Soul food seasoning is a blend of spices and herbs used to season dishes in soul food cuisine. Soul food is a traditional African American culinary style that originated in the Southern United States. It is known for its rich and flavorful dishes that often incorporate a variety of spices to enhance taste.
How to Make
While there isn’t a specific universal soul food seasoning, we made our own version called “Soul Dust”. It’s a blend of ingredients that are easily accessible at local grocery stores and commonly used in Southern cooking.
SOUL FOOD SEASONING (SOUL DUST)
What is seasoned salt?
Seasoned salt, also called seasoning salt, is a versatile blend used in our soul food seasoning to enhance the flavor of various dishes. It typically consists of a mixture of salt and a combination of herbs, spices, and sometimes other flavorings. The exact ingredients can vary between brands and recipes, but common components include salt, sugar, paprika, onion powder, garlic powder, and more.
Popular commercial brands include Lawry’s and Morton Season-All. You can also create your own custom blends to suit your preferences and specific tastes. It’s a versatile pantry staple that can be a quick and effective way to elevate the taste of a wide range of dishes.
Diamond Crystal Kosher Salt
Diamond Crystal Kosher Salt is a brand of kosher salt that is widely used in both professional and home kitchens, including this soul food seasoning recipe. Here are some key points about Diamond Crystal Kosher Salt and how it differs from table salt:
- Crystal Structure: Diamond Crystal has larger, irregularly shaped crystals compared to the fine, uniform crystals of table salt. The larger crystals make it easier to pinch and measure, providing better control over the amount being used.
- No Additives: Diamond Crystal Kosher Salt typically does not contain additives such as iodine or anti-caking agents. It is pure with a straightforward taste.
- Texture and Dissolution: The larger crystals dissolve more slowly than table salt. This can be advantageous in certain culinary applications where a slower dissolution is desired.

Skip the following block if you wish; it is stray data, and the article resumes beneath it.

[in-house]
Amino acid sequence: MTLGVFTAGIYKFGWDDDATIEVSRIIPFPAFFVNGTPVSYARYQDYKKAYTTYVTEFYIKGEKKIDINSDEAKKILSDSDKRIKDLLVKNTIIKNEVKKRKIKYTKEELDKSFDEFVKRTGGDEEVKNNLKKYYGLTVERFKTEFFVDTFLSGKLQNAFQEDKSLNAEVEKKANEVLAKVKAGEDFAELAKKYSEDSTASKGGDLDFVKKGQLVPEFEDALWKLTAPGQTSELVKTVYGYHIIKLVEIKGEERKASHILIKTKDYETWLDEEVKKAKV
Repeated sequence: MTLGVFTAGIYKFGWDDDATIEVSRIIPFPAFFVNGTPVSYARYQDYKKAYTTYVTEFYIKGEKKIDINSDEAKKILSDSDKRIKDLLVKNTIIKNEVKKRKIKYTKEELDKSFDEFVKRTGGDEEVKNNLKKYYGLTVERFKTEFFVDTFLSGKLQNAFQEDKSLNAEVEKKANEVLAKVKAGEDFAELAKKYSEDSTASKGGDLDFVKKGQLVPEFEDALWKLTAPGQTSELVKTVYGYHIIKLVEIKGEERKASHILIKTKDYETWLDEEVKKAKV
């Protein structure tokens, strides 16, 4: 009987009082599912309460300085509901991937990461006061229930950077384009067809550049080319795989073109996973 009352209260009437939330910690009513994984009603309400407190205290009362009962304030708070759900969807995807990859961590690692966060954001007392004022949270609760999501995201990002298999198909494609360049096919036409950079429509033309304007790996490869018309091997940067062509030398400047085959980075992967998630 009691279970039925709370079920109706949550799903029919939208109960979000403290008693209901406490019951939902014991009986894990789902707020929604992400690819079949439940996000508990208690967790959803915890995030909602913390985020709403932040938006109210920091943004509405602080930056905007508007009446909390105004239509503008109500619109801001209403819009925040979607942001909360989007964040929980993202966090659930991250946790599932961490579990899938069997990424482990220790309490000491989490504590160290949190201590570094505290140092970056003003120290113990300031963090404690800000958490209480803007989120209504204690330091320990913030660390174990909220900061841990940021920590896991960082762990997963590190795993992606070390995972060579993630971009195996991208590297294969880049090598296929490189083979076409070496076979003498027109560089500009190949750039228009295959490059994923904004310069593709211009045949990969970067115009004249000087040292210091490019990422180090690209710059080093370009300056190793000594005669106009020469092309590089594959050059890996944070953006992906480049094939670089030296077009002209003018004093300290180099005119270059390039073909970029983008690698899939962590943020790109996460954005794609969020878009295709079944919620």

- Use in Cooking and Seasoning: Diamond Crystal is often preferred by chefs for its versatility in both cooking and finishing dishes. The texture and size of the crystals make it suitable for applications like seasoning meats, brining, and rimming cocktail glasses.
Diamond Crystal vs. Table Salt
- Crystal Size: The most noticeable difference is in the crystal size. Table salt has fine, small crystals, while Diamond Crystal Kosher Salt has larger, flakier crystals.
- Density: Diamond Crystal is less dense than table salt, meaning that a teaspoon of kosher salt may contain less actual salt by weight compared to a teaspoon of table salt.
- Salty Flavor: Due to the larger crystals, Diamond Crystal may provide a less intense burst of saltiness compared to an equal volume of table salt.
Difference in Saltiness
If a recipe specifies a particular type of salt, it’s advisable to use that type for the best results. If you’re substituting Diamond Crystal Kosher Salt for table salt (or vice versa), it’s recommended to adjust the quantity based on taste, as the saltiness levels can vary. A general rule of thumb is to use about 50% more Diamond Crystal by volume than table salt.
Ultimately, the choice between the two depends on personal preference and the specific requirements of the recipe.
Granulated Garlic and Onion
Granulated garlic and onion are both popular forms of these aromatic ingredients used in our soul food seasoning.
Granulated garlic has a coarser texture with larger particles compared to its powdered counterpart. The granules are similar in size to fine cornmeal. The flavor is robust and garlicky but may be slightly milder than powdered garlic.
Similarly, granulated onion has larger particles than onion powder, offering a textured experience. It retains a strong onion flavor but may be perceived as slightly milder than its powdered counterpart. The larger pieces release flavor more gradually.
Coarse Ground Black Pepper
Coarse ground black pepper refers to peppercorns that have been ground into larger particles, resulting in a coarser texture compared to the finer grind of regular table pepper. Both variations come from the same source—dried berries of the Piper nigrum plant—but the difference lies in the size of the grind and the impact this has on flavor and texture.
Coarse ground pepper used in our soul food seasoning because we like the textured pepper. Regular pepper is also okay to use, and is versatile and suitable for a wide range of dishes, including soups, sauces, and everyday seasoning.
Soul food seasoning spice blend can add a rich and flavorful profile to a variety of dishes, enhancing the essence of soul food cuisine. It’s easy to make using ingredients that are accessible at most local grocery stores and commonly used in Southern cooking.Print
Soul food seasoning is a blend of spices and herbs used to season dishes in soul food cuisine.
- kosher salt
- coarse ground black pepper
- granulated garlic
- granulated onion
- seasoned salt (e.g. Lawry’s)
See “How to Make” section for access to this exclusive recipe.